Thursday, February 25, 2016

Motivational Interviewing Through the Eyes of the Resource Coordinator

By Sonia Chowdhury


Being a community court Resource Coordinator (RC) can be rewarding, challenging, and taxing all at the same time. The job requires one to work in a fast-paced environment, liaise with key courtroom players, and interview a variety of people awaiting arraignment — all while maintaining an objective, neutral perspective. When attorneys ask me to screen their clients for services because the Assistant District Attorney is recommending some amount of jail time, I try my very best to craft a recommendation of jail alternatives for the judge that are best suited to the defendant’s needs. When I had the opportunity to attend my first training on ‘Motivational Interviewing’ at the CUCS Academy for Justice Informed Practice a few weeks ago, I was curious to understand better how the technique impacts my work.

Motivational Interviewing (MI) is a client-centered, goal-oriented approach to elicit positive behavior change and explore and resolve ambivalence. It is a strategy many social workers and therapists use to get their clients to talk and focus on behavior change. The notion of motivational interviewing began in the late 1980’s by William Miller, PhD. and Stephen Rollnick, PhD, who worked with people that were struggling with chronic substance abuse issues. Motivational interviewing is now considered an evidence-based approach and has been widely practiced in different settings where behavior change is the goal.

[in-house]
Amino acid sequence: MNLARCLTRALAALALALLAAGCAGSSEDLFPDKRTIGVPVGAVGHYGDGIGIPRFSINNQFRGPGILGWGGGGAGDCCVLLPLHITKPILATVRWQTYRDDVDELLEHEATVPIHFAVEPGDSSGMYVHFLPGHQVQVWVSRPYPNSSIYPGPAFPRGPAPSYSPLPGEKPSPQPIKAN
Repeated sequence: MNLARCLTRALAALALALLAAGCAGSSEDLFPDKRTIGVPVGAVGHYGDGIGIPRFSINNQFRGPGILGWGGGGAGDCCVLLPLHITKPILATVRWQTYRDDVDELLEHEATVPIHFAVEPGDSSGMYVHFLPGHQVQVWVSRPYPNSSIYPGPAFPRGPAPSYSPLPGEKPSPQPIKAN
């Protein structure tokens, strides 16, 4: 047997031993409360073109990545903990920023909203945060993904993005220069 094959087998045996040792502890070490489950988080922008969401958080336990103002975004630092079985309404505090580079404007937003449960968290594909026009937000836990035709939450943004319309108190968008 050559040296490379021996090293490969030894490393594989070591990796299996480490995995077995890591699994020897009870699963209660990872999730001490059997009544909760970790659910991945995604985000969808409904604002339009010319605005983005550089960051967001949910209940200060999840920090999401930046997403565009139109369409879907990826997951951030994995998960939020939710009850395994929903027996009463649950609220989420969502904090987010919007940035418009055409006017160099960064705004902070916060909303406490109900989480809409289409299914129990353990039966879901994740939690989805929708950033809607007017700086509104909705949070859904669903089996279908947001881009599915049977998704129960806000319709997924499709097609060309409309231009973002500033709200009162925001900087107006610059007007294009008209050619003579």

MI can be used effectively when people are at the ‘pre-contemplation’ and ‘contemplation’ phases of the change process. Essentially, they are either not thinking of change at all or having very few thoughts about change; this is the majority of the makeup of the population we serve. MI involves developing a “way of being with clients”: creating a partnership and making it less of a power interaction; exploring autonomy and the person’s capability for self-direction; seeking and acknowledging the person’s strengths and efforts while cultivating a compassionate and judgment-free setting. The goal is to have the client draw out their own ideas and desires for their own reasons to change by asking open-ended questions without giving the client advice, answers or imparting wisdom.

As a Resource Coordinator, the defendants I interview are often in police custody and awaiting arraignment, and MI is truly essential to my work. Creating an atmosphere of acceptance and compassion in what may appear to be a threatening and an alarming setting for many defendants is step 1. Collaborating and developing a partnership with a client, as opposed to confrontation (which triggers resistance,) sets the tone for a healthy and understanding relationship. Lecturing, advising, educating, and problem-solving and, yes, even counseling are all counterproductive to the goals of motivational interviewing. The idea is to have clients evoke their own personal lessons and understanding of their issues and consequences independently through a self-reflective process.  And, ultimately, to commit to complying with a jail alternative that will help them move forward in a positive and productive direction.